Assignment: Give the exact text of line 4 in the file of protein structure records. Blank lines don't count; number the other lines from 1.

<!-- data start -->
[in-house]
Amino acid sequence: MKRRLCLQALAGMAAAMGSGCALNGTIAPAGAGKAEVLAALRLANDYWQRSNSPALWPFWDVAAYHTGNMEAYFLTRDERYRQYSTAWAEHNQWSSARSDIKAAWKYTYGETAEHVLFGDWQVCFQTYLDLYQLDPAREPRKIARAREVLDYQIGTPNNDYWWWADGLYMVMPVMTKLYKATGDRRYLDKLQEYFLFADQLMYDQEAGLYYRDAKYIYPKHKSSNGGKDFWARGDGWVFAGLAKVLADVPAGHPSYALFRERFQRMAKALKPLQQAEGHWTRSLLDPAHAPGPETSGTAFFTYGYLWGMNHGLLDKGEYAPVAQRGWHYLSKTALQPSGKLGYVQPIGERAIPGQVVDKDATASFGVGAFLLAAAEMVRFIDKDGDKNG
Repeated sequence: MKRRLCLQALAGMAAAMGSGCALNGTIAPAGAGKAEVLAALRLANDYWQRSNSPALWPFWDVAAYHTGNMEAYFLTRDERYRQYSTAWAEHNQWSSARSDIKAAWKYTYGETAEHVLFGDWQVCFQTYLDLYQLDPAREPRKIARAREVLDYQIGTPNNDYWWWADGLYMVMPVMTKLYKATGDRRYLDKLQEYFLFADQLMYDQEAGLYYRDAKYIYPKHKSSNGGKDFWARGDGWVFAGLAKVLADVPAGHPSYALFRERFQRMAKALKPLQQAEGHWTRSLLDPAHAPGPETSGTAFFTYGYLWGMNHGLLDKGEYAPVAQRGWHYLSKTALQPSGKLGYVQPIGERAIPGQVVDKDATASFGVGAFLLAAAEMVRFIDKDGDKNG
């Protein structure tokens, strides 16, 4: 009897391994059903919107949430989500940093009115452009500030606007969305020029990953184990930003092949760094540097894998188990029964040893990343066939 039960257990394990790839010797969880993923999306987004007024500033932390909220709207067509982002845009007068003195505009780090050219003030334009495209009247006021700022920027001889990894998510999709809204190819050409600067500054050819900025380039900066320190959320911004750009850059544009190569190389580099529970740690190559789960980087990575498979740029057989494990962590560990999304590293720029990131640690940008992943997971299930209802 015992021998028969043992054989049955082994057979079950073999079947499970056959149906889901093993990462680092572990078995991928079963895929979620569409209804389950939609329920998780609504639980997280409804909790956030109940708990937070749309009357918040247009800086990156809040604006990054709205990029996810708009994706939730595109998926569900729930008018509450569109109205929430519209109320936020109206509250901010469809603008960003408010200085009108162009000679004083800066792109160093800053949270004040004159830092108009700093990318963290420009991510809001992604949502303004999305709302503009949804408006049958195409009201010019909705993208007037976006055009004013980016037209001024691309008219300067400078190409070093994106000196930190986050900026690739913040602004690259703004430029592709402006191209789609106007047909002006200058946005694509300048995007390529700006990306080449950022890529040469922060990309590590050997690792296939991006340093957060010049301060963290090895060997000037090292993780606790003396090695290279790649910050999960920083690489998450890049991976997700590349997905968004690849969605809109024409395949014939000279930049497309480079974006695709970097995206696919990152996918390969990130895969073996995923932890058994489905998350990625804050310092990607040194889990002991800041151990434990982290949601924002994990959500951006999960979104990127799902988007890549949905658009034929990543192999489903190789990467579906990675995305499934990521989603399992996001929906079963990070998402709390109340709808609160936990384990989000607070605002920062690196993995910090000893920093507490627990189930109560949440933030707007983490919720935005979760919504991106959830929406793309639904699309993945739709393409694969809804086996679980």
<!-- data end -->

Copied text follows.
């Protein structure tokens, strides 16, 4: 009897391994059903919107949430989500940093009115452009500030606007969305020029990953184990930003092949760094540097894998188990029964040893990343066939 039960257990394990790839010797969880993923999306987004007024500033932390909220709207067509982002845009007068003195505009780090050219003030334009495209009247006021700022920027001889990894998510999709809204190819050409600067500054050819900025380039900066320190959320911004750009850059544009190569190389580099529970740690190559789960980087990575498979740029057989494990962590560990999304590293720029990131640690940008992943997971299930209802 015992021998028969043992054989049955082994057979079950073999079947499970056959149906889901093993990462680092572990078995991928079963895929979620569409209804389950939609329920998780609504639980997280409804909790956030109940708990937070749309009357918040247009800086990156809040604006990054709205990029996810708009994706939730595109998926569900729930008018509450569109109205929430519209109320936020109206509250901010469809603008960003408010200085009108162009000679004083800066792109160093800053949270004040004159830092108009700093990318963290420009991510809001992604949502303004999305709302503009949804408006049958195409009201010019909705993208007037976006055009004013980016037209001024691309008219300067400078190409070093994106000196930190986050900026690739913040602004690259703004430029592709402006191209789609106007047909002006200058946005694509300048995007390529700006990306080449950022890529040469922060990309590590050997690792296939991006340093957060010049301060963290090895060997000037090292993780606790003396090695290279790649910050999960920083690489998450890049991976997700590349997905968004690849969605809109024409395949014939000279930049497309480079974006695709970097995206696919990152996918390969990130895969073996995923932890058994489905998350990625804050310092990607040194889990002991800041151990434990982290949601924002994990959500951006999960979104990127799902988007890549949905658009034929990543192999489903190789990467579906990675995305499934990521989603399992996001929906079963990070998402709390109340709808609160936990384990989000607070605002920062690196993995910090000893920093507490627990189930109560949440933030707007983490919720935005979760919504991106959830929406793309639904699309993945739709393409694969809804086996679980």